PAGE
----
Nonetheless, many newspapers in this state were finding ways to meet increasing competition prior to the
economic collapse, and they will — as newspapers have done through other Dark Eras — fight their way through
the current one.
Without going into too much analysis here and now, I think it’s high time for our industry to stop leaving the reporting of our “condition” to others and to start providing the bigger picture. If we don’t stand up for us, who will?
In the coming months, with the help of various entities, I hope to help craft ready-to-use talking points, marketing
materials, revenue-generating ideas and other tools for our members.
Newspapers doing their jobs properly continue to enjoy community loyalty and trust at levels that make our competitors salivate. Most of us have a great story to tell. (And don’t forget: The economic and competitive pressures we face are similarly tough for our broadcast and electronic counterparts. Yahoo announced a big layoff at the end of 2008; a number of broadcast media companies are swimming in debt while competition grows.)
As I tiptoe into my new role as the president of this organization, I hope to bring our members together in new and creative ways to help our industry thrive. We need each other and our country needs us more than ever. So let’s
get to ’splainin.’
And speaking of needing each other … My hat’s off to Jack Whitaker, publisher of the Hannibal Courier-Post, for his intrepid leadership as president of Missouri Press in 2008. He set the bar high for his successors.
Please remember to make time for regional association meetings this year, where we will be developing
and sharing some of our tools for newspapers. We need all the muscle we can get, and your ideas are critical. The first regional meeting is the Northwest Press Association, Jan. 22 and 23.
Make reservations promptly.
Judging of the Nebraska Press Association contest will be Feb. 6 in Columbia. We want the Nebraskans to do a good job judging our contest entries, and this is our part of the bargain. Judges have been harder to come by in recent years, so please recruit some fellow members and join us. There’s a bonus:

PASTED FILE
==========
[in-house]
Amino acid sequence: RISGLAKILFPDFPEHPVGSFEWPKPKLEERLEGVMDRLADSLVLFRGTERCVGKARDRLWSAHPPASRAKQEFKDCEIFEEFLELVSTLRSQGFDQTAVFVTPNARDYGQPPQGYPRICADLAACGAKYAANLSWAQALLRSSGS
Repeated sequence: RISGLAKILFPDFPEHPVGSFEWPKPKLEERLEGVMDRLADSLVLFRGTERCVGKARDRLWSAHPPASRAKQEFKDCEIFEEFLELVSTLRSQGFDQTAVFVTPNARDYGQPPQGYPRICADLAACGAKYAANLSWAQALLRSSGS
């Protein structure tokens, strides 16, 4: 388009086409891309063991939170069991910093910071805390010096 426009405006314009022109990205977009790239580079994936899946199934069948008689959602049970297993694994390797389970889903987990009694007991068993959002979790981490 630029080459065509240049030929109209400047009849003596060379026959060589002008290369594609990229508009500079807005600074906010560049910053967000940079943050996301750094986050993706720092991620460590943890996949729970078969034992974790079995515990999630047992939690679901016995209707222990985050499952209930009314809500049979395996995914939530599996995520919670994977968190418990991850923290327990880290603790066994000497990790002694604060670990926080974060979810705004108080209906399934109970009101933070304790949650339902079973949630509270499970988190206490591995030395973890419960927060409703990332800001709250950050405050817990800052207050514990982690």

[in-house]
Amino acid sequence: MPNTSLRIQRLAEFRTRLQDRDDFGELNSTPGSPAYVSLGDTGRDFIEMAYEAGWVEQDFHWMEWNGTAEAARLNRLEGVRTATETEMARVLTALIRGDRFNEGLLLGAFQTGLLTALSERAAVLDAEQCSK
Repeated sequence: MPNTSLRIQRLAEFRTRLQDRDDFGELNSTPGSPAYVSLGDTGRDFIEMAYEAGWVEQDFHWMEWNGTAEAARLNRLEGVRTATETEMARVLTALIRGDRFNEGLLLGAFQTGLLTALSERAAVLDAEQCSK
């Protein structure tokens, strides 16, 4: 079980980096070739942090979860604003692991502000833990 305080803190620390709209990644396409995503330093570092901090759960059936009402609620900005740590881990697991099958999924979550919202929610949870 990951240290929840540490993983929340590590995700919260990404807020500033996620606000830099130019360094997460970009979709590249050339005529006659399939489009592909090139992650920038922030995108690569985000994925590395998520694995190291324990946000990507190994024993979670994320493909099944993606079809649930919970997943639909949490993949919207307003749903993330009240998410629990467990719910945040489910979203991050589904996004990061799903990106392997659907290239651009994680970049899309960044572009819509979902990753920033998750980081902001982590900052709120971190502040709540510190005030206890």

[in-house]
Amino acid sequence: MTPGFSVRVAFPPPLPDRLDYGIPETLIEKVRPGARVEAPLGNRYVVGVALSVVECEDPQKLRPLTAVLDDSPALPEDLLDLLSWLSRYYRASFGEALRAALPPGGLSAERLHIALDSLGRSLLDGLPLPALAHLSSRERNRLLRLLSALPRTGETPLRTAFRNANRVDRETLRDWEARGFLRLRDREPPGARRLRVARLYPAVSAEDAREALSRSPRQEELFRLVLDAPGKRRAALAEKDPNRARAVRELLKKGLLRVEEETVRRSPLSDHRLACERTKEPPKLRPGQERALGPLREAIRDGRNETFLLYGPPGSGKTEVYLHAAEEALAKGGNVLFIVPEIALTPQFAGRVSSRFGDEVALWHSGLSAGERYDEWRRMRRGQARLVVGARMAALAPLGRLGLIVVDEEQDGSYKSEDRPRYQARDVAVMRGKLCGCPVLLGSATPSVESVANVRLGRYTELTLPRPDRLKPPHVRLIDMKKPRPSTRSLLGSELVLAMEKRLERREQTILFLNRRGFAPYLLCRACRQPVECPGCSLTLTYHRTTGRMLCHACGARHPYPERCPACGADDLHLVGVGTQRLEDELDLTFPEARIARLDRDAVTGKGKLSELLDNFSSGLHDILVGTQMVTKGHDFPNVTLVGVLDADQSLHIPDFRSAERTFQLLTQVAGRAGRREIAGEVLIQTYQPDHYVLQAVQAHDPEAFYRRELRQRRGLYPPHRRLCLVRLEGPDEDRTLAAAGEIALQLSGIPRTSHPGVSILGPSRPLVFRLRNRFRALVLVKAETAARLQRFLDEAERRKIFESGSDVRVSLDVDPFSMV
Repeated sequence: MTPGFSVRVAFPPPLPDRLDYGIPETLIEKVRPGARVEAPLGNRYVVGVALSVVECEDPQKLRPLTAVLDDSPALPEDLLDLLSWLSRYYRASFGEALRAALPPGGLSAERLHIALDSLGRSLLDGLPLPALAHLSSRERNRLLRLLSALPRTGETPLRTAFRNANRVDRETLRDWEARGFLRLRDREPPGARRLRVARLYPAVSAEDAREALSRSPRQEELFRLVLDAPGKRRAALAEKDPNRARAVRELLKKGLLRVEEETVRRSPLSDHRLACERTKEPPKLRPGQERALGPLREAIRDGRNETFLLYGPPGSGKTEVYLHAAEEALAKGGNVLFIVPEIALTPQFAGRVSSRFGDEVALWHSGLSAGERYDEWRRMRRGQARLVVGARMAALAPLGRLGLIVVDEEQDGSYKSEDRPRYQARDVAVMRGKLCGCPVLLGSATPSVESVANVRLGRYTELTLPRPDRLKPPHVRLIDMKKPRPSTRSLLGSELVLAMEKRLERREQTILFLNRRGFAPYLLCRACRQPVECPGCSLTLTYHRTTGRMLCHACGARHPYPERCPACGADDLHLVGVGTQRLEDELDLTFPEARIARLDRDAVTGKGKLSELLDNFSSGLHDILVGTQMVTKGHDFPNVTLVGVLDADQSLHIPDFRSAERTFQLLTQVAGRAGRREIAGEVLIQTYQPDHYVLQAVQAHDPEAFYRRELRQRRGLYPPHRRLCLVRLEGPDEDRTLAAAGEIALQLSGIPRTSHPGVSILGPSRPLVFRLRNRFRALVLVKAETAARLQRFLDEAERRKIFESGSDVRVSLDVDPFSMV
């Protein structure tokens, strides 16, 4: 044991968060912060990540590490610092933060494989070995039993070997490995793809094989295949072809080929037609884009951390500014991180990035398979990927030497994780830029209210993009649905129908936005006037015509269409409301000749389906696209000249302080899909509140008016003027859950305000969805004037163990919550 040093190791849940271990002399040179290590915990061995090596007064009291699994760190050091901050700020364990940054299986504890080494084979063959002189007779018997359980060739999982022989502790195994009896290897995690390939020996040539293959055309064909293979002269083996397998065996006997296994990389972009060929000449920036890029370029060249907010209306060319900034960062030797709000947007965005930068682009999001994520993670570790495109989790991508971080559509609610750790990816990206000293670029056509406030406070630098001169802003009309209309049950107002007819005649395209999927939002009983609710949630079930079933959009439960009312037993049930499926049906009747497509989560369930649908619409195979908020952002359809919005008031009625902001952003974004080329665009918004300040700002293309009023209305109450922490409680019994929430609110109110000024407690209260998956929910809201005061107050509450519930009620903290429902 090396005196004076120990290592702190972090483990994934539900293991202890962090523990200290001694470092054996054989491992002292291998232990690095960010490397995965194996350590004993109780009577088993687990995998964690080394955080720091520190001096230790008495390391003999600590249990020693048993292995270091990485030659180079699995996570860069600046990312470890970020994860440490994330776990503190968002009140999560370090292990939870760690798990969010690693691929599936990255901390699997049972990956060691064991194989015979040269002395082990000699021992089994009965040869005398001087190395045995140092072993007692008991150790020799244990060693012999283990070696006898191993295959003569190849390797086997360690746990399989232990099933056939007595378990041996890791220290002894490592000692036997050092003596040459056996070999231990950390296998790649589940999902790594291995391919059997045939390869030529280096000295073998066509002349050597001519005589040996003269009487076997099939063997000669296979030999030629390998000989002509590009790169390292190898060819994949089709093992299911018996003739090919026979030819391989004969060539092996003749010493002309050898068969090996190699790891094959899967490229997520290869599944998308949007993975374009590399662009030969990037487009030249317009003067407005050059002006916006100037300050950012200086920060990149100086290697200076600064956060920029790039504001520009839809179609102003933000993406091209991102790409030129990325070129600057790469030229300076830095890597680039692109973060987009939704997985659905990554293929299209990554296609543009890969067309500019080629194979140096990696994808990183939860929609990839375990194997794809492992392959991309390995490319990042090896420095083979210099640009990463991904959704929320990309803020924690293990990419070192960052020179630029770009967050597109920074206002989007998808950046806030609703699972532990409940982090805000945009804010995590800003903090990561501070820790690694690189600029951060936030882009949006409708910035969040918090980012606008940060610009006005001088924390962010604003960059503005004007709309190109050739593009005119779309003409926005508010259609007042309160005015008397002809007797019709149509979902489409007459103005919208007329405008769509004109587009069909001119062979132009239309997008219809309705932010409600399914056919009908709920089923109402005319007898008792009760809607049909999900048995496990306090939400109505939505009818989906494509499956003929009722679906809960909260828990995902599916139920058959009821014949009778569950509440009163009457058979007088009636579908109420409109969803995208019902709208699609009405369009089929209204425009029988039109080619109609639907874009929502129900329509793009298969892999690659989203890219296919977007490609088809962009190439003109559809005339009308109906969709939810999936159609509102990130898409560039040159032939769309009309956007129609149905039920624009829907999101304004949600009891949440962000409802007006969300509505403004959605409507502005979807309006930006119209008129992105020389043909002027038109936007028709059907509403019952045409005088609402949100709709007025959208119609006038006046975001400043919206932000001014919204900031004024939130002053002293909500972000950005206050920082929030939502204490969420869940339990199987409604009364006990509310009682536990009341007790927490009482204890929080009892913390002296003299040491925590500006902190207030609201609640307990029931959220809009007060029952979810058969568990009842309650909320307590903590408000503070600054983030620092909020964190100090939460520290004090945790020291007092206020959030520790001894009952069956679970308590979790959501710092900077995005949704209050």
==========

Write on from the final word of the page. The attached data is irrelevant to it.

Maybe you’ll find some good ideas to “borrow.”

Missourian asks for operating proposals

October 7, 2008

A group representing the Columbia Missourian, the daily newspaper produced by students in the Missouri
School of Journalism, is requesting proposals from publishers interested in forming a partnership with the Missourian.
The Missourian has been operating at a deficit for a number of years, and the university wants it to come up with a way to cut losses.
The Columbia Daily Tribune and the company that owns the Jefferson City News Tribune, WEHCO Media of Arkansas, have expressed an interest in trying to work out a partnership with the Missourian.
The Missourian Publishing Association board of directors met in early September, but no decisions were made regarding a partnership.


July 15, 2008

€ Park Hills ‹ Jim York, publisher of the Park Hills Daily Journal for the past five years, has taken an executive management position in Cincinnati with The E.W. Scripps Co. He will lead the information technology group for Scripps’ 15 newspapers.
Before being named publisher in Park Hills, York was vice president of information technology for the former Pulitzer Newspapers, Inc. Lee Enterprises now owns the Pulitzer publications, including the Daily Journal.
Gary Berblinger, controller, has been named interim publisher in Park Hills.

€ Independence ‹ Sports reporter Dick Puhr, 75, and community reporter Frank Haight, 72, have spent nearly a half century each at The Examiner writing stories about local people. They retired this spring.
The Examiner held a public reception for the two on May 29.
Both of the reporters continue to work as correspondents, writing stories and weekly columns. Puhr started writing about local sports in 1959. Haight has been writing for The Examiner since 1961.